Former lawyer (and Xoogler), Theresa Beaumont, returned to her former neighborhood and opened this small space in Dec 2015 at the base of the Bank of the West building — following a concession the bank made to the neighborhood to retain its lower level retail space. A lesbian of color setting up shop in a predominantly gay white male neighborhood? You know it. She aims to make your brief time here in the small space “the best 10 minutes” of your day, and would you believe they do a rather good job of that?
There are a couple of small sidewalk tables out front. Inside, there’s tall glass for making the small space seem as bright and open as reasonably possible. There’s one indoor metal café table with two chairs at the front window; any more and it would feel cramped.
White walls, a concrete backsplash, some roasted coffee on display for retail sale (Ritual Roasters and Calgary, Canada’s Phil Sebastian Roasters). With the small service space behind the counters, the menu is similarly focused: espresso, drip coffee, and pastries with the curious addition of bone broth and sheep’s milk.
The baristi here are friendly and engaging. And impressively so. I’ve formally reviewed a few thousand coffee shops around the world for CoffeeRatings.com over the past 13 years, and Jordan here was arguably the coolest barista I may have ever met.
They pulled shots of Ritual’s Last Exit seasonal espresso blend from a shiny three-group La Marzocco GB/5. It’s daringly one-sip short, but it’s a well-crafted shot at that: pungent, dynamic, and lively with a flavor of orange zest and a strong brightness without being overly fruity.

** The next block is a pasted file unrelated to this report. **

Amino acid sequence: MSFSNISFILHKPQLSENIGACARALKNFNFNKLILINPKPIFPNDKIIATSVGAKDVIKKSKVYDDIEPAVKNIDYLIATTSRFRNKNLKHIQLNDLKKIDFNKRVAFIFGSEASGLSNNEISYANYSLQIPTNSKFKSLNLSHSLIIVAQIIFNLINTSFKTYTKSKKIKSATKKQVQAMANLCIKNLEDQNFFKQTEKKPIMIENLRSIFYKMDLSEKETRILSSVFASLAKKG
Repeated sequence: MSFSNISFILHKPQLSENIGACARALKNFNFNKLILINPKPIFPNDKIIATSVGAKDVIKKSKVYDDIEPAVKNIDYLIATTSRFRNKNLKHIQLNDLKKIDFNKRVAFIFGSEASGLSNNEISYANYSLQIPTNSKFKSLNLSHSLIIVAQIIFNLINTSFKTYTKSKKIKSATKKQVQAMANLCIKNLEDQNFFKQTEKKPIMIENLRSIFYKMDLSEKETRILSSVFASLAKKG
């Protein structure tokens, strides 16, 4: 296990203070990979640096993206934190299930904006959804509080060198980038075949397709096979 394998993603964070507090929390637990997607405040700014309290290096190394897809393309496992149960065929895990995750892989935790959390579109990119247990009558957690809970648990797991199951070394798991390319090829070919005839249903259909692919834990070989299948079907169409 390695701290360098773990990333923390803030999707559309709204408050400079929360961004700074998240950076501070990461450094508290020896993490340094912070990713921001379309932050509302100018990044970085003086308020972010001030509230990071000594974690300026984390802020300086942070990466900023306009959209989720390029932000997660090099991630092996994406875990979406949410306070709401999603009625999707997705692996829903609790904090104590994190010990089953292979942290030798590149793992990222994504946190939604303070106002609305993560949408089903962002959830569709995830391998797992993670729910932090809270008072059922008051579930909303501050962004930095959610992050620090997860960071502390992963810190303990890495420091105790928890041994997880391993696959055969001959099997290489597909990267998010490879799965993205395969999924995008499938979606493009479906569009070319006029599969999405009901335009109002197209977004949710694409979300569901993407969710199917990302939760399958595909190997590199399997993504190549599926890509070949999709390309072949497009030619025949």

Ritual’s coffee didn’t afford much of a healthy crema on extraction — it was thinner and a pale yellow — but that didn’t detract much from the overall quality of the end product. Served on a decorative dish, in an organically spun ceramic demitasse, with a side of sparkling water and a twist of sugared orange peel.
Opening in April last year, this Mid-Market outlet of the slowly growing Equator chain espouses being a decidedly populist place for coffee. Like we never heard that before. But given its location and the surrounding environs, you can’t get too precious about your coffee when you do your business among more than a few addicts, panhandlers, and the chemically enhanced. “Mid-Market” being realtorspeak these days for parts of the Tenderloin.
Surrounded by the venerable Warfield Theater and near the landmark Crazy Horse flesh-o-teria, this gentrified space is bright and decorated with inclining angles and lots of exposed concrete — warmed up with leafy green stencils/murals. They display their roasted coffees and teas for retail sale on the rear, service wall.
Inside there’s a sort of cherry wood counter with four metal stools at the service bar plus two more similar benches at either side of the entrance for window counter seating. Just beyond that, there’s sidewalk seating beneath two parasols and benches sectioned off from the sometimes-sketchy but always entertaining sidewalk traffic. They offer beer and wine on tap, sandwiches and “boards” to eat, and of course coffee: as espresso and pour-overs.
Pulling shots from a white, two-group La Marzocco FB/70, their espresso comes with an even, medium-to-dark-brown crema. It’s a relatively deep, darker espresso of fuller volume for a doppio shot: four sips large at that. The flavor has some pepper, spices, a hint of molasses, but it is a bit limiting on brightness despite some slight cherry fruit. Served in white English ceramic cups with a decorative spoon and short glass of still water on the side.
It’s a good shot, but I expect more. Especially when comparing it with their Mill Valley surf shop location. A place with Equator’s award-winning coffee stature really ought to do better. It barely gives a Peet’s a run for the money.